"Over the long run, the expectation is that gains and losses will cancel out," PSC staff said in a 2010 report. In fact, in some years, the utilities hedging is in the black. Duke saved customers $121 million in 2005 and $120 million in 2008. Those gains, however, were eclipsed by the $556 million loss from 2009 alone. Duke has lost money on hedging every year since 2009 and projects a $196 million loss this year, counsel's office figures show.

The biggest one-year loss on the books for any utility belongs to FPL, which lost $1.6 billion in 2009 as natural gas prices plummeted.

"Natural gas hedging provides price certainty for a portion of the… natural gas needed to generate electricity for customers," TECO spokeswoman Sylvia Vega said in a written statement. "This price certainty protects customers from the potential price spikes that have been common in natural gas pricing."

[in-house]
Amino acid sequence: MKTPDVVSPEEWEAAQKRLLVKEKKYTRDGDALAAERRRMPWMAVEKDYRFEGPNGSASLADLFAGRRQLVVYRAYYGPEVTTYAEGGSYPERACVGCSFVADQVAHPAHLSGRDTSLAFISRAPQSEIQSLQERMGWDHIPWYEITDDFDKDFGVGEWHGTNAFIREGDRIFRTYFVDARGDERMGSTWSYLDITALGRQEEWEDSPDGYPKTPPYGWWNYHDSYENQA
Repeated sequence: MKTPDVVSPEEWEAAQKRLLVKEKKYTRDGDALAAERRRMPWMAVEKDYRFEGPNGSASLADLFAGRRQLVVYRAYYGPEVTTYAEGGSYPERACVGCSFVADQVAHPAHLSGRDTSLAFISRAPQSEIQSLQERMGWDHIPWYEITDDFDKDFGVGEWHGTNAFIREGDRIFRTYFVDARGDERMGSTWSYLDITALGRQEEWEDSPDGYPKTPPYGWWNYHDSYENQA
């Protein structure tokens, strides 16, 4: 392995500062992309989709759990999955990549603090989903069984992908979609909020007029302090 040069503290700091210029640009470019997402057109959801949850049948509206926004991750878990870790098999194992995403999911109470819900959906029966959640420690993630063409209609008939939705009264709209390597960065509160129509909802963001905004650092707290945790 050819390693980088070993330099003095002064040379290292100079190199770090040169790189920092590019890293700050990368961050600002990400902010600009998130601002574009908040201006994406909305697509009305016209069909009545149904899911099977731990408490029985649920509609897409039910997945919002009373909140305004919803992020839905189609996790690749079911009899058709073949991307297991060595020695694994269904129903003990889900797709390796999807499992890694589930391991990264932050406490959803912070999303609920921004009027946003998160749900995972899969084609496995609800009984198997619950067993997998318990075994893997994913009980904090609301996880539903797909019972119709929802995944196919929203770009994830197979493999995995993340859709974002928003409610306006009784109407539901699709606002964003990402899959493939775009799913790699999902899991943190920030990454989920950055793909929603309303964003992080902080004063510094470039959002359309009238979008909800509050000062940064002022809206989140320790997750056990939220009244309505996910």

She noted that even when prices have not spiked to higher levels, "customers still received the benefit of protection from spikes, which can be viewed as a form of insurance protection."

PSC staff said in 2010 that hedging opposition was somewhat predictable.

"Of course, during times of historically low prices for natural gas, the tendency will be to question the effectiveness of hedging," the report said. "Staff believes that will always be the case — hedging will be cheered when there are gains and decried when there are losses."

Yet, questions are certainly mounting with losses. Jon Moyle, a lawyer representing the Florida Industrial Power Users Group, said some of its members now oppose hedging.

"I think a lot of FIPUG members would just as soon not have hedging and just pay at the pump," he said.

Times researcher John Martin contributed to this report. Contact William R. Levesque at [email protected] or (813) 226-3432.